Wednesday, May 23, 2012

Shadow Lord

Star Trek #22: Shadow Lord by Laurence Yep
Published March 1985
Read May 6th, 2012

Previous book (The Original Series): #21: Uhura's Song
Next book (The Original Series): #23: Ishmael

Spoilers ahead for Shadow Lord!

From the back cover:
Angira is a primitive, violent planet--and young Prince Vikram returns from Earth filled with new ideas.
When Sulu and Spock accompany Vikram home, they walk into a bloodbath: reactionary forces, afraid of any modernization, have seized Vikram's rightful throne.
Suddenly, the men from the Enterprise are on an underground journey with a prince who is coming of age.  the future of Angira is at stake, and each man's survival depends on his skill--and daring--with a sword!

My Thoughts:

Well, where to begin?  Star Trek novels, I think it's fair to say, can definitely be hit or miss.  It's no secret that the earlier Star Trek novels had their fair share of misses, but there were obviously some great early books as well.  Highlights from this time are Diane Duane's My Enemy, My Ally, and what many consider to be the best Star Trek novel ever written, John M. Ford's The Final Reflection.  Unfortunately, Shadow Lord is miles away from being considered among these classics of Trek literature.


The story begins with the Enterprise ferrying Prince Vikram home to his native world of Angira.  The Prince has spent his youth living on Earth and learning about the Federation's ways.  His goal is to take this knowledge back to his homeworld in order to help his people "modernize."  First of all, Angira is at about the level of the 18th or 19th century, basically just now entering the industrial age.  Why is the Federation sticking their noses into this society?  What happened to the prime directive?  The prime directive does get some lip service toward the end of the novel, when Sulu is concerned that he has interfered in the natural development of Angira's affairs when he briefly takes command of the Prince's military forces.  However, Spock is working to modernize Angira's star charts and everything that Vikram learned is being introduced to the society as well.  How do these not count as "interference"?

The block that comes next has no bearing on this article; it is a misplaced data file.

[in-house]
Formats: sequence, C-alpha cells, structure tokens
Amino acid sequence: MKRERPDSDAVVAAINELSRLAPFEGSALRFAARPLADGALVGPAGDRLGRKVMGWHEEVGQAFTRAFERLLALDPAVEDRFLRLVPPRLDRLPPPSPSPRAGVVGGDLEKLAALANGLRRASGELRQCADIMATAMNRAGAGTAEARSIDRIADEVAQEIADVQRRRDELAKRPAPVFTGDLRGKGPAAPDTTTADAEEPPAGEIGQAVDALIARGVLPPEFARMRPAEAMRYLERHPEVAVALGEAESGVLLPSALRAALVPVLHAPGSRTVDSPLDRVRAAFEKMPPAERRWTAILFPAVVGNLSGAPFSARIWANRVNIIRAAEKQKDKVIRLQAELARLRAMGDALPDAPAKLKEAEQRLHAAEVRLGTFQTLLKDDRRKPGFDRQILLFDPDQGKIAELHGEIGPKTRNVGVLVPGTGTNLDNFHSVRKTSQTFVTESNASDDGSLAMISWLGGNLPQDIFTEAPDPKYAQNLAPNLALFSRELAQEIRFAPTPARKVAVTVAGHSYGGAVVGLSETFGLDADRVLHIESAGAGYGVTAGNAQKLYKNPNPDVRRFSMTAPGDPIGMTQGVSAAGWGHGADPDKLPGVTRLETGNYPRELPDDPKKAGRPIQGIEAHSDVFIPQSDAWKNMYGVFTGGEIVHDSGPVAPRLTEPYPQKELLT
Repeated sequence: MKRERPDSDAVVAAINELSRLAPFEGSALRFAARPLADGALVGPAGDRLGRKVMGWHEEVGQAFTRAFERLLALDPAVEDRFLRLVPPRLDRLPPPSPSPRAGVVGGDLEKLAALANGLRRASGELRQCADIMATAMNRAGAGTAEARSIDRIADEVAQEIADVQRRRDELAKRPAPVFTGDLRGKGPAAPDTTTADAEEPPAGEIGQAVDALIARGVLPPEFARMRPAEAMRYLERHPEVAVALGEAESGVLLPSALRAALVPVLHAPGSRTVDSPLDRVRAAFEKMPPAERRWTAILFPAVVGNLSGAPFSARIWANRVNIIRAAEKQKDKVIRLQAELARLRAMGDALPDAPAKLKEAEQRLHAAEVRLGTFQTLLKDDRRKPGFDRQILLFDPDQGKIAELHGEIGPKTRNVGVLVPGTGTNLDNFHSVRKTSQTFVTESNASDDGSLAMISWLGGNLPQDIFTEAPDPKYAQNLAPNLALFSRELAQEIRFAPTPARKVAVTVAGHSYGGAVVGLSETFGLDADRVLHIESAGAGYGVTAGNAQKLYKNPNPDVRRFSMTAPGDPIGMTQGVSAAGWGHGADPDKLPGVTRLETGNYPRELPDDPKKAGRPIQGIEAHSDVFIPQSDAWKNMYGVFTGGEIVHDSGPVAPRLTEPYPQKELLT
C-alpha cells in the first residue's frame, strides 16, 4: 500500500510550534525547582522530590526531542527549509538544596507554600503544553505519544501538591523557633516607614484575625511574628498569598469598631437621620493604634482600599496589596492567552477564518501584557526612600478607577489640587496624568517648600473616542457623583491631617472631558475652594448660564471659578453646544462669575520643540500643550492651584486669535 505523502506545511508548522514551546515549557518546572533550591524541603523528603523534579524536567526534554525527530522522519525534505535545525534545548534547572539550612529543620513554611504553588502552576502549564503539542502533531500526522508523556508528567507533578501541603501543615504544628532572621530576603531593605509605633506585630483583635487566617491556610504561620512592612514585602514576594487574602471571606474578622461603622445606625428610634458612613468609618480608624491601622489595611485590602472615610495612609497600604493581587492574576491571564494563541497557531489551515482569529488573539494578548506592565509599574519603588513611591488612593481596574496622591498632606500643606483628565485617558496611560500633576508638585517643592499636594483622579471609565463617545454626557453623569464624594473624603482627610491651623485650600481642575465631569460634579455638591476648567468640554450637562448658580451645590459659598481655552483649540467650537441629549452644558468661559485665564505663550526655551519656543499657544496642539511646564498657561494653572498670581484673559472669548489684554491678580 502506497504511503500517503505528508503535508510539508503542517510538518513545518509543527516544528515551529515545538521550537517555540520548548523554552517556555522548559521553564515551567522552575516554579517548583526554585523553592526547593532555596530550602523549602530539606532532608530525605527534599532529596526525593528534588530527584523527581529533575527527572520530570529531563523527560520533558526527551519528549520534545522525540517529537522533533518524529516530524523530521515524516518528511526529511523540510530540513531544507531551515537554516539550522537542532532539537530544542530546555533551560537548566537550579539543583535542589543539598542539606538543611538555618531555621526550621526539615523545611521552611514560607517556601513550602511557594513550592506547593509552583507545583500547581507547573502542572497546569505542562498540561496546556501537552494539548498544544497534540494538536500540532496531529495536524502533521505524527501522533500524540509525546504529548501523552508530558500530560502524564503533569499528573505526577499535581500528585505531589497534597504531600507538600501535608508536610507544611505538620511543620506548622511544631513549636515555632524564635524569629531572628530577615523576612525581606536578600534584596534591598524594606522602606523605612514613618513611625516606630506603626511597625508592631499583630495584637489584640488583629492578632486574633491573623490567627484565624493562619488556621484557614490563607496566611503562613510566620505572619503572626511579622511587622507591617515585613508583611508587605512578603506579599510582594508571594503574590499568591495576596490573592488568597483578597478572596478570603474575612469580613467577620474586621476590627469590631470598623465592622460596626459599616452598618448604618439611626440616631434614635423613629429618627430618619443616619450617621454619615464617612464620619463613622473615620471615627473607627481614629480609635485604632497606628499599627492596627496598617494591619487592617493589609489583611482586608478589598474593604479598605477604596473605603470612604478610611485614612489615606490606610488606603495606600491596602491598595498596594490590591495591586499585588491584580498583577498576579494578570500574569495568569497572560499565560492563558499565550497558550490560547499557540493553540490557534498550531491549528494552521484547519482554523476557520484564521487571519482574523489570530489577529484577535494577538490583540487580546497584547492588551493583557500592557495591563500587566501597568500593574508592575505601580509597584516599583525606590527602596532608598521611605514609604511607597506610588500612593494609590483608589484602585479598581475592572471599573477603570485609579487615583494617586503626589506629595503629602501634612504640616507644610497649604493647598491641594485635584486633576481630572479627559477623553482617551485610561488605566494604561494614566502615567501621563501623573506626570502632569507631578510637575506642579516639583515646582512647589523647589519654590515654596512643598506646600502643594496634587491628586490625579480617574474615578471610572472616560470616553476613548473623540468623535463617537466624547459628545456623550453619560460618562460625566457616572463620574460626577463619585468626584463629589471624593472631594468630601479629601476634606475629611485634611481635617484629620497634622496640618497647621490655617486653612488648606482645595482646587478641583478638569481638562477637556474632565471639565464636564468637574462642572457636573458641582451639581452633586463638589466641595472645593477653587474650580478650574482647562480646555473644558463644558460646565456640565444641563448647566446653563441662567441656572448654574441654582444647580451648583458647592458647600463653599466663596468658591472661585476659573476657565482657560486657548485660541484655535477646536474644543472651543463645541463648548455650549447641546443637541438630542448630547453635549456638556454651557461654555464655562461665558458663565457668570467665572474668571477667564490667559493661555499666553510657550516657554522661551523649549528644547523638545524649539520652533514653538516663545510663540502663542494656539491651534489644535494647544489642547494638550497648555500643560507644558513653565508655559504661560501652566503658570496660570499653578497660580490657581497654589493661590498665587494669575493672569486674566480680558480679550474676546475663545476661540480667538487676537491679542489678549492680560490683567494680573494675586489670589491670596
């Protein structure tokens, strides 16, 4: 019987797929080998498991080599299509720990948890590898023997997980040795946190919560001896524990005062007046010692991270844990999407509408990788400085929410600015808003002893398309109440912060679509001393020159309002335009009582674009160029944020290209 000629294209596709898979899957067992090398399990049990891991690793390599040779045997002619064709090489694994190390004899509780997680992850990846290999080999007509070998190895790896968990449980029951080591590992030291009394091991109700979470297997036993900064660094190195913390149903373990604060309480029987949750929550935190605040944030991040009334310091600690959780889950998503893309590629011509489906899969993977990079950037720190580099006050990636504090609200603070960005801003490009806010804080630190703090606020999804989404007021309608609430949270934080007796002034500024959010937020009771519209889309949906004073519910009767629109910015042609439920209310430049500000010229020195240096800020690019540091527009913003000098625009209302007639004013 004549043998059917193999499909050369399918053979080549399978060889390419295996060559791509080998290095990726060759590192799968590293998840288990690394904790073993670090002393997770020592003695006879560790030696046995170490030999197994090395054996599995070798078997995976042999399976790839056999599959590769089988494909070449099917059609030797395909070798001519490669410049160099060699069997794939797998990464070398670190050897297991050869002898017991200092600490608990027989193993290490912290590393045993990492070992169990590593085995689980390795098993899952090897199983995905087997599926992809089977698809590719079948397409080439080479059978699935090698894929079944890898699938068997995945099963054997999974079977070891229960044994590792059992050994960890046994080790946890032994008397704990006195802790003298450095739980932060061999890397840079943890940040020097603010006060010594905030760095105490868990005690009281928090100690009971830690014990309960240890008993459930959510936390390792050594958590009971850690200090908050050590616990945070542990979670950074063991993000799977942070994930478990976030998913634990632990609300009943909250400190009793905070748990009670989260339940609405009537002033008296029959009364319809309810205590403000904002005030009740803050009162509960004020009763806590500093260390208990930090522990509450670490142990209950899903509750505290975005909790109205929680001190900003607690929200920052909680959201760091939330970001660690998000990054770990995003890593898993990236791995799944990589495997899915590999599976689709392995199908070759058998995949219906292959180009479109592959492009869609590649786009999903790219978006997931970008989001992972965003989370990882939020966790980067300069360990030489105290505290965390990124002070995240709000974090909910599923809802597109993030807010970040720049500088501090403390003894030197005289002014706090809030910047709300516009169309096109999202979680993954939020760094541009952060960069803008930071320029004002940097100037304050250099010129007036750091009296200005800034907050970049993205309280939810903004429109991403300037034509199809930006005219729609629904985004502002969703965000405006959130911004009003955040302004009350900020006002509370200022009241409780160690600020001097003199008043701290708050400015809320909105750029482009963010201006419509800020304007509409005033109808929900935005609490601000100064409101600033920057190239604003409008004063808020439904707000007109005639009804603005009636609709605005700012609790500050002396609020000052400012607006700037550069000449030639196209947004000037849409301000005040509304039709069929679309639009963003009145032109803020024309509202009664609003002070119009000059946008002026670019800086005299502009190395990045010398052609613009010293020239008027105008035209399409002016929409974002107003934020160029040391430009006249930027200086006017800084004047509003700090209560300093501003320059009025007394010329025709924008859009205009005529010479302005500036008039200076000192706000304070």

Another problem with Shadow Lord is the portrayal of the characters.  I fear that Laurence Yep is very unfamiliar with Star Trek, as he gets a number of basic things plain wrong.  On a number of occasions, Spock is actually described as "smiling"!  Also, he takes the hand of a character during the novel in order to comfort her.  Gone is the pragmatically logical Spock of the original series who has forsworn emotion, and in his place is a man who shares none of the characteristics of the Spock we know and love.


There were a couple of things in the novel that did vindicate it a little.  The sniping between Spock and McCoy was well-written, and rang somewhat true.  Also, the descriptions of the sword-fighting and armies meeting on the battlefield were interesting; however, they seemed very out-of-place in a Star Trek novel.  I do wonder why this is a Star Trek novel in the first place?  As a work of original fiction, it seems competent and interesting, but the Star Trek elements seem tacked-on and forced.


Final Thoughts:

An interesting story, but very much not a Star Trek novel.  The characterizations were all wrong, the plot seemed completely out of place in a Star Trek story, and I question why this was written as a Star Trek adventure in the first place.  Sadly, I have to rate Shadow Lord quite low.


Final score for Shadow Lord is 2/10.  Interesting story elements, but the author's seeming-unfamiliarity with Star Trek makes the story suffer horribly.

My next read:

Novels I've read recently that still need to be reviewed: The Rings of Tautee by Kristine Kathryn Rusch and Dean Wesley Smith, and Christopher L. Bennett's Ex Machina.  Typhon Pact: Plagues of Night by David R. George III coming soon!